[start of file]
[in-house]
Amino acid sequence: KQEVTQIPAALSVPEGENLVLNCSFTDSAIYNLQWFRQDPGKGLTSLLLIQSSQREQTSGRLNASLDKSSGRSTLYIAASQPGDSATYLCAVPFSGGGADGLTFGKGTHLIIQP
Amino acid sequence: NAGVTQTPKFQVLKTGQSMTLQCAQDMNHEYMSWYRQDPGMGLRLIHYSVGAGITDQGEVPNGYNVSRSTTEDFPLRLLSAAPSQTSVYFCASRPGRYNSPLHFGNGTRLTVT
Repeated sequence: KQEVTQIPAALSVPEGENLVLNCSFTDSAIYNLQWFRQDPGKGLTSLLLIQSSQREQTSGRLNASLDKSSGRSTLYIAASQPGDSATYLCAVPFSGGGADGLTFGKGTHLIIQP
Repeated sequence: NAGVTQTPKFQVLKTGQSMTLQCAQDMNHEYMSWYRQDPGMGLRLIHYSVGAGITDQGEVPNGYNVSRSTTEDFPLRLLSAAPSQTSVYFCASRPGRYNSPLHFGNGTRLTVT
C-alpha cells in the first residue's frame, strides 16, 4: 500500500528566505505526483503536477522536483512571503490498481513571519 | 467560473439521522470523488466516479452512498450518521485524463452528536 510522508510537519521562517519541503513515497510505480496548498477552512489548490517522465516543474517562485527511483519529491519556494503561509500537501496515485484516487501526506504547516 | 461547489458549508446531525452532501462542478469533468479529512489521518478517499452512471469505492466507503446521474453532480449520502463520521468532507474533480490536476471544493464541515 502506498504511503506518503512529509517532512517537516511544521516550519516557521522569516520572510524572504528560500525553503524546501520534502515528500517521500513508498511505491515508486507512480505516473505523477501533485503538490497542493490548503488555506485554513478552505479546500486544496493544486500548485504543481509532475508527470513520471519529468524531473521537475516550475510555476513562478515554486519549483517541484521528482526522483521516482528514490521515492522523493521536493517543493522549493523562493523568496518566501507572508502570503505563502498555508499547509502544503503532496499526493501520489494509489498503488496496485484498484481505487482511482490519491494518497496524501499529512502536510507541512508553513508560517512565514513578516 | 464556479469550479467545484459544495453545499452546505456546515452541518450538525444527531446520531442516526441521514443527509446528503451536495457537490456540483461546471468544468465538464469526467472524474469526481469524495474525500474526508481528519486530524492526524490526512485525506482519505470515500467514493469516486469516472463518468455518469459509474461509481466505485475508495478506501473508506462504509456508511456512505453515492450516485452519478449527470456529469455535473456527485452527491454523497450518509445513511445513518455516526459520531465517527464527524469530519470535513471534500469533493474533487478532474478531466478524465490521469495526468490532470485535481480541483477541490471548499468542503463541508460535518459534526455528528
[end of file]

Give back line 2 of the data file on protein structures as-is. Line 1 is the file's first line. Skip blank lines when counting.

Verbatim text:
Amino acid sequence: KQEVTQIPAALSVPEGENLVLNCSFTDSAIYNLQWFRQDPGKGLTSLLLIQSSQREQTSGRLNASLDKSSGRSTLYIAASQPGDSATYLCAVPFSGGGADGLTFGKGTHLIIQP